Just curious.

  10. I worry sometimes about the day when we throw out everything not mechanized. (Also sometimes thought of as “the Singularity”). At work I pointedly show all our co-op students how we did things in the old days so the rudimentary knowledge will not perish from the earth.

    While this song below has no horses in it, it does have cables; it is also a holiday weekend up here in Canada + seems to cast the mind wistfully back to the formative days of yore.

    Somehow the two come together in mind today while reading your post; Perhaps this ability to leap in logic will keep us ahead of the machines.

  11. This is like a scene out of Firefly, the low-tech meets high-tech aspect of it all.

    Fred’s mane makes me want to pick up some blonde Belgian ales on the way home from work.

    1. That’s a truely swell idea. I hope my local brewry has some blonde available for growlers tonight. Tasty!

  12. This kind of horse was once the most important export of Flanders. As recently as 1950 there were 200.000 of them in Belgium alone, now there’s about 2000 left and they’re nearly endangered. It’s heartening to see they are still being put to good use somewhere.

    1. Whilst I’m glad you didn’t trot out the usual pleasantries I’m somewhat perturbed that the usual crowd hasn’t bridled my language and jockeyed for position to point out the faults in my argument, which, it goes without saying, I would have tackled at a canter.

    2. interesting point Forkboy – there was a Czech movie (trilogy actually) made in the 50s about the Jan Zizka and the Hussite revolution.. For one fairly small battle scene – in which involved 2000 cavalry – they scoured the whole country and only managed to get 500 horses.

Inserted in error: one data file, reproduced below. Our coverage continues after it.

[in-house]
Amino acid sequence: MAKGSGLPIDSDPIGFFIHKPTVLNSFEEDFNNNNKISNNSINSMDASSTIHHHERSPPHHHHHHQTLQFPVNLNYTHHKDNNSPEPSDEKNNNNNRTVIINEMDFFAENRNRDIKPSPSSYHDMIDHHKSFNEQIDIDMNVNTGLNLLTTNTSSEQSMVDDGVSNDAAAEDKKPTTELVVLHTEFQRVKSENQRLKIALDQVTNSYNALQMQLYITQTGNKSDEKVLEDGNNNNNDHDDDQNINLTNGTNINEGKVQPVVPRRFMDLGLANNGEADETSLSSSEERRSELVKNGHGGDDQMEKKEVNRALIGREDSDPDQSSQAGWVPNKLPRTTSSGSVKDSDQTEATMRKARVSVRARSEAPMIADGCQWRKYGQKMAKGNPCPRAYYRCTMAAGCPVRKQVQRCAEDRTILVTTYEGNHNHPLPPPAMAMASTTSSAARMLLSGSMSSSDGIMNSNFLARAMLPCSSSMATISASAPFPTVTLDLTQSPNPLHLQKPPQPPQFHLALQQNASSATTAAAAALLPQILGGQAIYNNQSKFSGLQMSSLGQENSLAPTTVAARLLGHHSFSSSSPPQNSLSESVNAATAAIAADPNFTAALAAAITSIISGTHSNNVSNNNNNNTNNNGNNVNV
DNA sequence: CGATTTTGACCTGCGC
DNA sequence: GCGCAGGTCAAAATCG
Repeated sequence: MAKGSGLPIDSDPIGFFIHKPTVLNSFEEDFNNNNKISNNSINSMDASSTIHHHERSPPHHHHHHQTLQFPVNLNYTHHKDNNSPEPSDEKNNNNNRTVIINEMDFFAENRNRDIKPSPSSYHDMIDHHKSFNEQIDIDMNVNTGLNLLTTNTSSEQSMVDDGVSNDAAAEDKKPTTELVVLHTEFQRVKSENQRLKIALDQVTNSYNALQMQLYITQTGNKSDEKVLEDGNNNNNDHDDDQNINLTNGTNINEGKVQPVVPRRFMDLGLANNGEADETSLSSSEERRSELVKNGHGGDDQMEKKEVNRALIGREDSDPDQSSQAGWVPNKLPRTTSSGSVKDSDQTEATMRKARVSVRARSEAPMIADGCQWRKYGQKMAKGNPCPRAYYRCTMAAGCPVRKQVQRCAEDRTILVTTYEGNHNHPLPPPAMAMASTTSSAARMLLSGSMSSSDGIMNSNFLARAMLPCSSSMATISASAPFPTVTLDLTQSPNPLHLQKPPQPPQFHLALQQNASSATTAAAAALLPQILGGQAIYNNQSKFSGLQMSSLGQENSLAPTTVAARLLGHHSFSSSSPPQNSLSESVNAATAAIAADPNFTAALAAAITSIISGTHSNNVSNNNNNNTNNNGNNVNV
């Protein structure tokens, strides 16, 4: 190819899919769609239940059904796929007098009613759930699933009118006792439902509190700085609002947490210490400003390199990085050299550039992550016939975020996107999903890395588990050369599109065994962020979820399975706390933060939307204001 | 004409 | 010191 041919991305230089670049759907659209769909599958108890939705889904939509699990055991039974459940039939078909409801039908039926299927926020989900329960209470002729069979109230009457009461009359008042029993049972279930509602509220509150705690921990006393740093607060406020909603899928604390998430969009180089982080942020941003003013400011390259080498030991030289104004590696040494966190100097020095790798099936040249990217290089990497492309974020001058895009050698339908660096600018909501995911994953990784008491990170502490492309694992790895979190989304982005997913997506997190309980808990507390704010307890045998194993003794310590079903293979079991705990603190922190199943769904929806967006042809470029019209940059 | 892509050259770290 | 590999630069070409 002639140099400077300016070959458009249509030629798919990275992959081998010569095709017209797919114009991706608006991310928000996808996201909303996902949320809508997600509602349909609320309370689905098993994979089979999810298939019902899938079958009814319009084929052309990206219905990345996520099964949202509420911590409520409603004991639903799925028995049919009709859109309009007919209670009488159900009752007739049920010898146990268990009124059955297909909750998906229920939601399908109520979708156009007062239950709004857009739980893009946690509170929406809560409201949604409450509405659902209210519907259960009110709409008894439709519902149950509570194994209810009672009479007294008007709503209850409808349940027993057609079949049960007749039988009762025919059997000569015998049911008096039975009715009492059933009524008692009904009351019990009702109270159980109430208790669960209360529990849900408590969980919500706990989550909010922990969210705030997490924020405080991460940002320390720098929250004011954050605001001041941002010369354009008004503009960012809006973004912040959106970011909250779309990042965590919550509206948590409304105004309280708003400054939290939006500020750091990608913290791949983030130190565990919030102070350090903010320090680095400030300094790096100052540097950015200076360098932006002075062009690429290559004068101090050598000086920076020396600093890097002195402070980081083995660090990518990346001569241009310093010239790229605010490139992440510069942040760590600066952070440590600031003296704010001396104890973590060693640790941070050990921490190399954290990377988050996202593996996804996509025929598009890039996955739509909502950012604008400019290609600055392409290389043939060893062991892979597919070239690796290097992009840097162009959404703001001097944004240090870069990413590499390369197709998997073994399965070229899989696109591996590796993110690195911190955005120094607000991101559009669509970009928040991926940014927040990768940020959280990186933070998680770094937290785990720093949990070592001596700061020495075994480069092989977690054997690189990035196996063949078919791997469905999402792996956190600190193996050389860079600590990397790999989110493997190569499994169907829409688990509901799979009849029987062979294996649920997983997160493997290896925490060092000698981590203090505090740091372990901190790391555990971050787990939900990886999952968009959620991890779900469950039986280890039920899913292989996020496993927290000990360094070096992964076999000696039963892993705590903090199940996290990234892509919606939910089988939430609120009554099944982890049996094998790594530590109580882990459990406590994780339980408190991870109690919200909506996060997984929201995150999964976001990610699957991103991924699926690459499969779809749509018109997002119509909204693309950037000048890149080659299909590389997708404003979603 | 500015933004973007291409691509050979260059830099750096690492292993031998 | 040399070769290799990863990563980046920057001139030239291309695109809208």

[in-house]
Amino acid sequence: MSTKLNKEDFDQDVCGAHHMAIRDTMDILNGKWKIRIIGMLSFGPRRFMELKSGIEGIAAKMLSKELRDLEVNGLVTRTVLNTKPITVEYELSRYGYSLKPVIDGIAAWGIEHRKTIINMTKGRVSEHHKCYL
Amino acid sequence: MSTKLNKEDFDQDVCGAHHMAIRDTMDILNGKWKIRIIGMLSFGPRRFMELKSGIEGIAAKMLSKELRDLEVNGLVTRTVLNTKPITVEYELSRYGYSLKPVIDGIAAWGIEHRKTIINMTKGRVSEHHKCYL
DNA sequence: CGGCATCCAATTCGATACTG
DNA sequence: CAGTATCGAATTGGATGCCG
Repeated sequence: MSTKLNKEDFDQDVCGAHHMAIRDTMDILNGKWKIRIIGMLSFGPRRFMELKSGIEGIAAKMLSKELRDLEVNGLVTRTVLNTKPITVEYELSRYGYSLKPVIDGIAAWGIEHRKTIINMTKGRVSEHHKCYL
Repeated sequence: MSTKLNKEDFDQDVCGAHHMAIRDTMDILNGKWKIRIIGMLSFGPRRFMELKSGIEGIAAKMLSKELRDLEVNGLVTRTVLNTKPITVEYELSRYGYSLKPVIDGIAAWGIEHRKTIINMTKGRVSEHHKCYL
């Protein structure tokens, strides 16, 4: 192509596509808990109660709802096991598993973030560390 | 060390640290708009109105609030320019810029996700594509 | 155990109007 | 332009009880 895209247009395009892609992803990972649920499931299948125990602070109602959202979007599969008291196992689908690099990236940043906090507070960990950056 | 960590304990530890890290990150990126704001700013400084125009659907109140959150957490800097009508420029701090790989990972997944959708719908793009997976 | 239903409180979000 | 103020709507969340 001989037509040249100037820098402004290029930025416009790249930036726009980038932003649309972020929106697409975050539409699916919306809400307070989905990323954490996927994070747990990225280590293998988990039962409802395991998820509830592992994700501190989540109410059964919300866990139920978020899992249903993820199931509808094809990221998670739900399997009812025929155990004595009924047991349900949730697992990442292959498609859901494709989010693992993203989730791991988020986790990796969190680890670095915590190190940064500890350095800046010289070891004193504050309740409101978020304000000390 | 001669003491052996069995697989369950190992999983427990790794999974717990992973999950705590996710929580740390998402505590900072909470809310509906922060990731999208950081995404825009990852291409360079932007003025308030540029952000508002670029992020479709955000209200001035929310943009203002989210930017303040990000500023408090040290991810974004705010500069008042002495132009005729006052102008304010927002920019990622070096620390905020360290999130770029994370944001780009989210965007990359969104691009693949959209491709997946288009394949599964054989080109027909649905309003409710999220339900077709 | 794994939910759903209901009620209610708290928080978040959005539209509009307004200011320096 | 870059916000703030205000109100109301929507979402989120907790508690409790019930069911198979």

Those Belgians are strong ones too – I went on a sleigh ride last year in Ontario the sleigh which must have weighed at least 500 lbs and seated 18 people was pulled by two Belgians.. King weighing 1500 pounds and Daisy around 1000lbs. Some of it uphill too.


  13. This just in: while plowing field, draft horse severs underground wire, cutting off internet for all of America.

  14. Отолично!=) мне очень нравится! russian =)

  15. I’m somehow reminded of “Horses in the Starship Hold” by Brian Aldiss.

  16. I love the look on Fred’s face in the first pic…he’s all like “whatchu lookin at, you never seen a horse doin’ his job before?”

  17. Wow. So Fairpoint can get fiber-optics strung to mountainous areas of Vermont, but Verizon still can’t run fiber-optics in my neighborhood located within a city?

  18. Seriously folks, FairPoint is expanding DSL to Vermont and we are pretending this is great??? Congratulations FairPoint, you are now where much of the country was 10 years ago. The fiber-optics is for the pass, not for residents and businesses to tap into.

    The state of Vermont has missed big opportunities to expand real broadband and is instead helping FairPoint to pretend they are meeting the needs of communities. What a joke.